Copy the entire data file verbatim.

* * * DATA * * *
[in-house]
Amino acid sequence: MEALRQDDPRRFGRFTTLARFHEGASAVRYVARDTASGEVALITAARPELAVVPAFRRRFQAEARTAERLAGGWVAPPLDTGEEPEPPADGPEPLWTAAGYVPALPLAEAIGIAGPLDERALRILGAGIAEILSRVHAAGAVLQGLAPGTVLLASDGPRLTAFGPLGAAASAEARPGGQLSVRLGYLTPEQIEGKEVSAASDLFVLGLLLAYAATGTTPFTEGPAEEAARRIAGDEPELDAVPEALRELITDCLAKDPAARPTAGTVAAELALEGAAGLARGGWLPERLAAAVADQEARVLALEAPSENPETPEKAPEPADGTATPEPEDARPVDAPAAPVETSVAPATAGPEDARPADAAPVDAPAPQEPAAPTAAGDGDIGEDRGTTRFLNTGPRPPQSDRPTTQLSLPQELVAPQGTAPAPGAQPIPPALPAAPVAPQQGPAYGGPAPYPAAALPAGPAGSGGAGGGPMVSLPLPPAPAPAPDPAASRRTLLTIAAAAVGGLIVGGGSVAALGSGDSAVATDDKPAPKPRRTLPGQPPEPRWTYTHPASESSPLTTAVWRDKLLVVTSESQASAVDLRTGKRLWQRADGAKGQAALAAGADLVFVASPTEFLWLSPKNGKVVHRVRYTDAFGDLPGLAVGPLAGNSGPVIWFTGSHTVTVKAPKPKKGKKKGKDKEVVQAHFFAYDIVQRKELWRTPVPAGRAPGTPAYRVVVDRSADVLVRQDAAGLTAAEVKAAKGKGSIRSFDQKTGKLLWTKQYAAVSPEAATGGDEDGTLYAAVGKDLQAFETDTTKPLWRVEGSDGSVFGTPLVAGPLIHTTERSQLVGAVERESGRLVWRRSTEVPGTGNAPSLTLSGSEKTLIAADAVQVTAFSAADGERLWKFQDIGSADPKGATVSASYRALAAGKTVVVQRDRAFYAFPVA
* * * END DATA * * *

[in-house]
Amino acid sequence: MEALRQDDPRRFGRFTTLARFHEGASAVRYVARDTASGEVALITAARPELAVVPAFRRRFQAEARTAERLAGGWVAPPLDTGEEPEPPADGPEPLWTAAGYVPALPLAEAIGIAGPLDERALRILGAGIAEILSRVHAAGAVLQGLAPGTVLLASDGPRLTAFGPLGAAASAEARPGGQLSVRLGYLTPEQIEGKEVSAASDLFVLGLLLAYAATGTTPFTEGPAEEAARRIAGDEPELDAVPEALRELITDCLAKDPAARPTAGTVAAELALEGAAGLARGGWLPERLAAAVADQEARVLALEAPSENPETPEKAPEPADGTATPEPEDARPVDAPAAPVETSVAPATAGPEDARPADAAPVDAPAPQEPAAPTAAGDGDIGEDRGTTRFLNTGPRPPQSDRPTTQLSLPQELVAPQGTAPAPGAQPIPPALPAAPVAPQQGPAYGGPAPYPAAALPAGPAGSGGAGGGPMVSLPLPPAPAPAPDPAASRRTLLTIAAAAVGGLIVGGGSVAALGSGDSAVATDDKPAPKPRRTLPGQPPEPRWTYTHPASESSPLTTAVWRDKLLVVTSESQASAVDLRTGKRLWQRADGAKGQAALAAGADLVFVASPTEFLWLSPKNGKVVHRVRYTDAFGDLPGLAVGPLAGNSGPVIWFTGSHTVTVKAPKPKKGKKKGKDKEVVQAHFFAYDIVQRKELWRTPVPAGRAPGTPAYRVVVDRSADVLVRQDAAGLTAAEVKAAKGKGSIRSFDQKTGKLLWTKQYAAVSPEAATGGDEDGTLYAAVGKDLQAFETDTTKPLWRVEGSDGSVFGTPLVAGPLIHTTERSQLVGAVERESGRLVWRRSTEVPGTGNAPSLTLSGSEKTLIAADAVQVTAFSAADGERLWKFQDIGSADPKGATVSASYRALAAGKTVVVQRDRAFYAFPVA